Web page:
There is a correction in the scientific name of the pictured Spring Beauty in today’s previous post: it is Claytonia caroliniana, not C. virginica. Both species are found in the Northeast and their flowers are similar, but their leaves are not. C. virginica‘s leaves are narrower and more grass-like than C. caroliniana‘s, and do not have petioles (which C. caroliniana‘s leaves do). Thank you, Sue Elliott!
Spring Beauty, Claytonia virginica, is a familiar and welcome spring ephemeral that carpets the forest floor at this time of year. Within a population, its blossoms range in color from white to a deep pink. You don’t usually find a range of colors within a given population, as one color is often more successful at reproducing and it eventually becomes dominant, while the other colors are eliminated.
There is a reason why both colors of Spring Beauty continue to flourish within a given population. A red pigment interacts with two chemicals (flavenols) to produce the range of color. Plants with a high percentage of flavenols produce white flowers. These flavenols are a deterrent to herbivores, so in years when there are lots of slugs, white-flowered plants are more successful in producing seeds. This would lead one to conclude that eventually pink-flowered plants would diminish in number. However, white-flowered Spring Beauty is also parasitized by a type of fungus called a rust, Puccinia mariae-wilsoniae, which causes orange spotting and often serious deformation of the plant (see photo).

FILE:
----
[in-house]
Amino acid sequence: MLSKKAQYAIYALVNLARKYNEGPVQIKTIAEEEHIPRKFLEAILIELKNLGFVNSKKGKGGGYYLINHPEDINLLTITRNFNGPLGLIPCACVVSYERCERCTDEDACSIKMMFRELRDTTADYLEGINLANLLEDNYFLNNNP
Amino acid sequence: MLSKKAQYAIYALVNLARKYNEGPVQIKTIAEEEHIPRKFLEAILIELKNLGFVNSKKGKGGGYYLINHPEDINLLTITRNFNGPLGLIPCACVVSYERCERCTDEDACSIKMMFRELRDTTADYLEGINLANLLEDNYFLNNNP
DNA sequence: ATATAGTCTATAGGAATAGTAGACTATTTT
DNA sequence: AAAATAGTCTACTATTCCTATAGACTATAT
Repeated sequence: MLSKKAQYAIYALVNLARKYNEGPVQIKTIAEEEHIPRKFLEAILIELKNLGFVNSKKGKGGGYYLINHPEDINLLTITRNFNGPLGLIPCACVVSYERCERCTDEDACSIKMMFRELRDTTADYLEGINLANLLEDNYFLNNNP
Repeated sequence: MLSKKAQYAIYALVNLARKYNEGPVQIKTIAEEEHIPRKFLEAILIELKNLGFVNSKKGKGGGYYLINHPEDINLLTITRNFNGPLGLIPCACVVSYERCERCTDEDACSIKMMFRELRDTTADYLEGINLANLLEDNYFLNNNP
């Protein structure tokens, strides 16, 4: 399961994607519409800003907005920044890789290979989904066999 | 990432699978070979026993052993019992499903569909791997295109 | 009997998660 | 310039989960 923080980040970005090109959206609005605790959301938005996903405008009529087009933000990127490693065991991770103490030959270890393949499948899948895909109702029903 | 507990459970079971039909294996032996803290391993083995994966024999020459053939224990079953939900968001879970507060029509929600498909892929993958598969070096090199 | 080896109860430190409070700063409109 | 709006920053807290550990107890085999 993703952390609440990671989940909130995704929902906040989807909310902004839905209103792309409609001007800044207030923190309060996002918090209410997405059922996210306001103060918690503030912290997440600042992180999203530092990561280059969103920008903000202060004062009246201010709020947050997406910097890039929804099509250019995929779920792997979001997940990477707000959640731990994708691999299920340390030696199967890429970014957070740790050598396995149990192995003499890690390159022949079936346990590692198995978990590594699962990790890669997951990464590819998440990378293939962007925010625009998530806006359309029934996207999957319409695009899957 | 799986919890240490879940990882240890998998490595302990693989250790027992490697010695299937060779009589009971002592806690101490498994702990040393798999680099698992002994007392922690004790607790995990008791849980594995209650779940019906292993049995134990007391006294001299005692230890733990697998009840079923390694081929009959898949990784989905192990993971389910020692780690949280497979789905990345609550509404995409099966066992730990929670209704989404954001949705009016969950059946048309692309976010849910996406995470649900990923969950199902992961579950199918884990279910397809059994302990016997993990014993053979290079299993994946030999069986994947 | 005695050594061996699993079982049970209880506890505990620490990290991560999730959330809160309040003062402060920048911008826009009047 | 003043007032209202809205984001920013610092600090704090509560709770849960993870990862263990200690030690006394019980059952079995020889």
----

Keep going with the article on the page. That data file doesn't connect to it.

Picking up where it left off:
Thus, in years when slugs are numerous, white-flowered Spring Beauty flourishes and produces seeds. In years when slugs are not numerous but fungal infection is high, pink- flowered plants reproduce more successfully. This sporadic success of both white and pink Spring Beauty is why we continue to find them both in the same population.
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